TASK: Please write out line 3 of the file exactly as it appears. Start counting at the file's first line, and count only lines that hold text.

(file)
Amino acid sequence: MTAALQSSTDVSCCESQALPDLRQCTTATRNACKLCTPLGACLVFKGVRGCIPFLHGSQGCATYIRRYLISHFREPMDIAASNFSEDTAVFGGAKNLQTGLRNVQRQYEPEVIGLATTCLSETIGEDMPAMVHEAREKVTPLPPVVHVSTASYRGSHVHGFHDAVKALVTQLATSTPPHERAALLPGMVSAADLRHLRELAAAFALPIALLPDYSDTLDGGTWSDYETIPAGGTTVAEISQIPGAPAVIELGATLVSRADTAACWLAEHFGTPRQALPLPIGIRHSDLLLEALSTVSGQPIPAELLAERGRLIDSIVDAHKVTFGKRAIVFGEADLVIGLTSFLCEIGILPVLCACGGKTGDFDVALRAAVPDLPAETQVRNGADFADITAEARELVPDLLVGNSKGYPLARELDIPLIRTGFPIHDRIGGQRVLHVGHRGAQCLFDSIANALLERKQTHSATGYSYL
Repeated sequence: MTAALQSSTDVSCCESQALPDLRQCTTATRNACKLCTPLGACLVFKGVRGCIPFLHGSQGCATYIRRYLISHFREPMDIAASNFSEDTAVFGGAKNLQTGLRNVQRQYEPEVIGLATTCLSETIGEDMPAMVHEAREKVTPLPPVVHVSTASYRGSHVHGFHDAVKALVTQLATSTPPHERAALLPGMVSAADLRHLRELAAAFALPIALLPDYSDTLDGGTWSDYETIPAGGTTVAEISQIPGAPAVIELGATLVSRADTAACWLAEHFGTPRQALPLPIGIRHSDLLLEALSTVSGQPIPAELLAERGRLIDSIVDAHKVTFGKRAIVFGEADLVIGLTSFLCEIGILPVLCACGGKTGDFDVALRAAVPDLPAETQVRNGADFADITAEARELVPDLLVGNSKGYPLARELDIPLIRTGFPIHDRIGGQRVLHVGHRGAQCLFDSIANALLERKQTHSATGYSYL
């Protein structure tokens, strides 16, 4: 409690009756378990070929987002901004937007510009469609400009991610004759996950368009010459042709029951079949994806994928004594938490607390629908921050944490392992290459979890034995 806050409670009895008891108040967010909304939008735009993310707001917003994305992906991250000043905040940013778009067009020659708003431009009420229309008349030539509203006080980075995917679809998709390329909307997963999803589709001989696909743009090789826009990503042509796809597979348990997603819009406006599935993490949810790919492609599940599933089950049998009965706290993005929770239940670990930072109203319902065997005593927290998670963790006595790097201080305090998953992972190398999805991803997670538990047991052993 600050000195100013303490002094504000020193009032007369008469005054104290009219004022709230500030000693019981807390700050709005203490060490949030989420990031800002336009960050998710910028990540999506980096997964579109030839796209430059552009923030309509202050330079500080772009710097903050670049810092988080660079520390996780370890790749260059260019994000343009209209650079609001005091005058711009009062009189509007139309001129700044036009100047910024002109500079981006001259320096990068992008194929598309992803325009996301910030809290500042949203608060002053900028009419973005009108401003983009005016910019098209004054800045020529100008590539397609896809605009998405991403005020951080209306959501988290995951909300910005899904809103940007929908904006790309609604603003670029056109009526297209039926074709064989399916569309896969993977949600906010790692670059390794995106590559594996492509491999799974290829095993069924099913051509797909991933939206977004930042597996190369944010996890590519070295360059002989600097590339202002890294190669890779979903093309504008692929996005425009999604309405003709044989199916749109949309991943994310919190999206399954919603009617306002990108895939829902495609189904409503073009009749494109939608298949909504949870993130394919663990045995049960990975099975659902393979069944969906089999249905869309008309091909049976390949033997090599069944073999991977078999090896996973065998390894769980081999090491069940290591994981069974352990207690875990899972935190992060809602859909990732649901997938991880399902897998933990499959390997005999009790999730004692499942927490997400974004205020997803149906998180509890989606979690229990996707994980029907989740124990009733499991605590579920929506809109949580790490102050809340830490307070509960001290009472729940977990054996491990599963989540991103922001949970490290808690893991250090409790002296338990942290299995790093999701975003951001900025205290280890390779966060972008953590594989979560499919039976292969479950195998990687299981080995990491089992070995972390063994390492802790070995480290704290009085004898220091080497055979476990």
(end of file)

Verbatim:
């Protein structure tokens, strides 16, 4: 409690009756378990070929987002901004937007510009469609400009991610004759996950368009010459042709029951079949994806994928004594938490607390629908921050944490392992290459979890034995 806050409670009895008891108040967010909304939008735009993310707001917003994305992906991250000043905040940013778009067009020659708003431009009420229309008349030539509203006080980075995917679809998709390329909307997963999803589709001989696909743009090789826009990503042509796809597979348990997603819009406006599935993490949810790919492609599940599933089950049998009965706290993005929770239940670990930072109203319902065997005593927290998670963790006595790097201080305090998953992972190398999805991803997670538990047991052993 600050000195100013303490002094504000020193009032007369008469005054104290009219004022709230500030000693019981807390700050709005203490060490949030989420990031800002336009960050998710910028990540999506980096997964579109030839796209430059552009923030309509202050330079500080772009710097903050670049810092988080660079520390996780370890790749260059260019994000343009209209650079609001005091005058711009009062009189509007139309001129700044036009100047910024002109500079981006001259320096990068992008194929598309992803325009996301910030809290500042949203608060002053900028009419973005009108401003983009005016910019098209004054800045020529100008590539397609896809605009998405991403005020951080209306959501988290995951909300910005899904809103940007929908904006790309609604603003670029056109009526297209039926074709064989399916569309896969993977949600906010790692670059390794995106590559594996492509491999799974290829095993069924099913051509797909991933939206977004930042597996190369944010996890590519070295360059002989600097590339202002890294190669890779979903093309504008692929996005425009999604309405003709044989199916749109949309991943994310919190999206399954919603009617306002990108895939829902495609189904409503073009009749494109939608298949909504949870993130394919663990045995049960990975099975659902393979069944969906089999249905869309008309091909049976390949033997090599069944073999991977078999090896996973065998390894769980081999090491069940290591994981069974352990207690875990899972935190992060809602859909990732649901997938991880399902897998933990499959390997005999009790999730004692499942927490997400974004205020997803149906998180509890989606979690229990996707994980029907989740124990009733499991605590579920929506809109949580790490102050809340830490307070509960001290009472729940977990054996491990599963989540991103922001949970490290808690893991250090409790002296338990942290299995790093999701975003951001900025205290280890390779966060972008953590594989979560499919039976292969479950195998990687299981080995990491089992070995972390063994390492802790070995480290704290009085004898220091080497055979476990």